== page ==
Bundeswehr soldier collects donations for local Afghan workers after troop withdrawal

Landed in late June the last Bundeswehr machine with German soldiers from Afghanistan. Many local staff remain who helped the troops during the almost 20 years of deployment. Some of you are now in great danger. Many of them fear attacks from the radical Islamic Taliban.

It's the beginning of July Protection program for local workers started and the first Afghans left for Germany with their families. But critics consider the conditions for inclusion in the protection program to be too strict, and the organization of departure could also be improved. The Bundeswehr soldier and chairman of the “sponsorship network Afghan local forces” Marcus Grotian therefore wants to collect donations to pay for the flight tickets. This is what Grotian, who himself was in Afghanistan, told the Süddeutsche Zeitung.

First of all, all remaining former employees of the Bundeswehr who so wished were to be brought to Kabul in order to take them out of the country from there on scheduled flights. If this is not enough, a plane should be chartered from private funds, said Grotian. Marie-Agnes Strack-Zimmermann, member of the FDP Bundestag, announced on Twitter that she had already donated.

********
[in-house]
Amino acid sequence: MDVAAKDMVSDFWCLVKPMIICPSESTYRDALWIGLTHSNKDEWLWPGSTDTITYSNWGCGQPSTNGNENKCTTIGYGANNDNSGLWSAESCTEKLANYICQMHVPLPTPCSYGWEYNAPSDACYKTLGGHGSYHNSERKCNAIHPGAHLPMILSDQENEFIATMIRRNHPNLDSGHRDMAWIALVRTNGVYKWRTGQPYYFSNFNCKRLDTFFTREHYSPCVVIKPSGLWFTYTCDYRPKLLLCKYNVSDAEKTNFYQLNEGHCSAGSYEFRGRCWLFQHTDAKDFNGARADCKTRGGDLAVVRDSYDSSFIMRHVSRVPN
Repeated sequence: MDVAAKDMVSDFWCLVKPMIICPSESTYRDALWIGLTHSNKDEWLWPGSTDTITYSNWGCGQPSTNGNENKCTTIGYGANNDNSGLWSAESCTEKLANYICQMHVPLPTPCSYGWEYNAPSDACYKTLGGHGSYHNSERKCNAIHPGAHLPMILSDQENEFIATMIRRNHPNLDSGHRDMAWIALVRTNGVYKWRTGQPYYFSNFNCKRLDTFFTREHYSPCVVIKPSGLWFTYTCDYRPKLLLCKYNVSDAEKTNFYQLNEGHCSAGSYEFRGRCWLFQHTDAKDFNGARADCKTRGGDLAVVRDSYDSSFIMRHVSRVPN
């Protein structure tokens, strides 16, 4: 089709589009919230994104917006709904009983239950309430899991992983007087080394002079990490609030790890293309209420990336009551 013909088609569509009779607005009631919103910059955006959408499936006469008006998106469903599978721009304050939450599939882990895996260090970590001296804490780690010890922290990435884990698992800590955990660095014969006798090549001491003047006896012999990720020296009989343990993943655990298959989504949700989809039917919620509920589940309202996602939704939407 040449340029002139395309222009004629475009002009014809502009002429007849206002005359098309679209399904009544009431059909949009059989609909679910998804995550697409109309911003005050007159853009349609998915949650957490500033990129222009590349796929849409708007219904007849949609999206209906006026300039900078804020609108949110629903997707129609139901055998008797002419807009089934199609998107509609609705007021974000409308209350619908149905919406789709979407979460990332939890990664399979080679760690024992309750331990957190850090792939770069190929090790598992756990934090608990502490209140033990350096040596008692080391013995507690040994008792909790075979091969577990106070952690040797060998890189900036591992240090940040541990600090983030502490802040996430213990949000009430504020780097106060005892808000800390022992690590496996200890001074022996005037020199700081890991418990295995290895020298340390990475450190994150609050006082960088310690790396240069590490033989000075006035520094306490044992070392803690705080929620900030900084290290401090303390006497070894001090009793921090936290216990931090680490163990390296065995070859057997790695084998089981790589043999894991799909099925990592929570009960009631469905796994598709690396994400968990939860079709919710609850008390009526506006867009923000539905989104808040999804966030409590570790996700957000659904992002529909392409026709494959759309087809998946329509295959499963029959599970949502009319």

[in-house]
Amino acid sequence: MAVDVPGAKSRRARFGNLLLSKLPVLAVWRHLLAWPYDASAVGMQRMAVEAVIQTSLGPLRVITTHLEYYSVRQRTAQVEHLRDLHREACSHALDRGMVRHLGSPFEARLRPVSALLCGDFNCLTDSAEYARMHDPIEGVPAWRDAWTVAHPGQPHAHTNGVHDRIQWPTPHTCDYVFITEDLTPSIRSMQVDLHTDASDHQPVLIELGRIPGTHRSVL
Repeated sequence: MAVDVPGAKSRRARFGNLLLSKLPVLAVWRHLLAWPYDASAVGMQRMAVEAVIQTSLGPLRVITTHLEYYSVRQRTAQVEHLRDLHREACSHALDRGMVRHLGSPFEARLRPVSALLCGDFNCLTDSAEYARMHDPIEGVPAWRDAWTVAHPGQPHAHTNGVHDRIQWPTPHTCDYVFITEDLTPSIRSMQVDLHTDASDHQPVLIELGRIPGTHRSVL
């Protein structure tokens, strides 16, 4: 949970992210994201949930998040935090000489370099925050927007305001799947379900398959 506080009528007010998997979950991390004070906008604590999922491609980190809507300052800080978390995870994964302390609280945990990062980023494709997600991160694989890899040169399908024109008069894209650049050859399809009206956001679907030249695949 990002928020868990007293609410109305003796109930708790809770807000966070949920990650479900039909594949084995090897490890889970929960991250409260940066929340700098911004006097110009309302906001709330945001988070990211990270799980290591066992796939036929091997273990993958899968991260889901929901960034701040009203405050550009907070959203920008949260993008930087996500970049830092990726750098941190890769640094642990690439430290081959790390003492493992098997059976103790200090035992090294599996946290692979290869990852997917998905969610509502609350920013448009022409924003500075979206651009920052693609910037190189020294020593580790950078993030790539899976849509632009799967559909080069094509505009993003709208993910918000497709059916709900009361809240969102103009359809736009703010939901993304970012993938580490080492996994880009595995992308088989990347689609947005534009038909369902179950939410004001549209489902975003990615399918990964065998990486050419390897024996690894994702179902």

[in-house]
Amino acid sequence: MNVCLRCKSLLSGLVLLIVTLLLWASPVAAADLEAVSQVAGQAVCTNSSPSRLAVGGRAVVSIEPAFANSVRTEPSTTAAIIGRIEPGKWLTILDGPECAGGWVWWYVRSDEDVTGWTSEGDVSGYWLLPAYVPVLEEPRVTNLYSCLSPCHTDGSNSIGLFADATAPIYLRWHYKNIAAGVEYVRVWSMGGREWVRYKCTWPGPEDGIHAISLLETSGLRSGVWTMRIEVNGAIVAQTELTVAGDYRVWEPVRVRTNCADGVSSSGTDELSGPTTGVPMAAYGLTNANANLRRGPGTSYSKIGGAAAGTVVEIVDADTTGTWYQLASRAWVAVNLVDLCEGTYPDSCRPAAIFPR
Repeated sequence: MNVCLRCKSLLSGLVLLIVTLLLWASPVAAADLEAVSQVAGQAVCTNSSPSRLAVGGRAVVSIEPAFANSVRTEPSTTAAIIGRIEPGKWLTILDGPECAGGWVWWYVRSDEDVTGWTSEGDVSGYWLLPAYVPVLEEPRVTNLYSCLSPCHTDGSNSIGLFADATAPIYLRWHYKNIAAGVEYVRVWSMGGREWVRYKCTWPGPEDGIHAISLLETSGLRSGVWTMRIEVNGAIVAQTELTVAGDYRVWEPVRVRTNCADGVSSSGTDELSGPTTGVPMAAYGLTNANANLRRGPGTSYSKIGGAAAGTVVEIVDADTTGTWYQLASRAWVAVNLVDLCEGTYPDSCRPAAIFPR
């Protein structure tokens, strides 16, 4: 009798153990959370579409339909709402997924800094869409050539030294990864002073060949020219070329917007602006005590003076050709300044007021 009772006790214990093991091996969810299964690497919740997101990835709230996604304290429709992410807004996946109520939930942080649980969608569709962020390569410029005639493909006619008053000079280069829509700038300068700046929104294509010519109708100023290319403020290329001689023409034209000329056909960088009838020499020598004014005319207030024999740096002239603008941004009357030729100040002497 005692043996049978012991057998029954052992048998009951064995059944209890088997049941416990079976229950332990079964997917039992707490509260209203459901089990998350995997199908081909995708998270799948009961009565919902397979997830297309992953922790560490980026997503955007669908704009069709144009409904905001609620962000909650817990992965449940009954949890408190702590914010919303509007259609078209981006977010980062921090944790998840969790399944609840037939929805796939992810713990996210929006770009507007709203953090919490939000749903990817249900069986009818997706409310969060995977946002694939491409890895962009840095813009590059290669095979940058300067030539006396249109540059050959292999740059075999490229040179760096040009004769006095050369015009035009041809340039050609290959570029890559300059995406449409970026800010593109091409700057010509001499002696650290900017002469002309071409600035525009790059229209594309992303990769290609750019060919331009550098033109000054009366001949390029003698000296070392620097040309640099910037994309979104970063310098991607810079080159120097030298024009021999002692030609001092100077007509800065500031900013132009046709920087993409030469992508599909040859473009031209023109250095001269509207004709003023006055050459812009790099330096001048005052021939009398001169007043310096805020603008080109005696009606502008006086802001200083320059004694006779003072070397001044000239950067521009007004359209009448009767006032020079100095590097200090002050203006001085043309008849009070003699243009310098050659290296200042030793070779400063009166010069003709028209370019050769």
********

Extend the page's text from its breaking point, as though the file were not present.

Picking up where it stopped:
"I cannot put into words the moral failure that I perceive here," Grotian had already told the editorial network in Germany. “A lot of cogs turn. But they don't interlock. "

One of the criticisms of the current protection program is the handling of helpers from the Bundeswehr who were under contract with service providers and not directly with the troops. The Afghans often worked in the German camp on a daily basis, but they cannot stand for the protection program apply. According to the Ministry of the Interior, "the employer is primarily responsible for them" - and not the federal government.

In addition, it is unclear for many helpers how they can even apply for the program. Grotian also criticized the fact that the local staff had to bear the travel costs for their families themselves.

The Bundeswehr issued visas in a hurry

Shortly before their departure, the Bundeswehr had quickly organized exit papers for a total of 471 Afghan aid workers. As so-called local staff, you had worked as an interpreter for the troops for the past two years, for example.

For the most part, those affected have been affected by the Taliban threatened. Afghans are also allowed to take their wives and minor children with them to Germany. According to the troops, an additional 2380 visas were issued for these relatives.

Because of the protection program, there was anger within the federal government. Defense Minister Annegret Kramp-Karrenbauer (CDU) campaigned for a generous acceptance of former Bundeswehr helpers, but resistance came from the interior and development departments.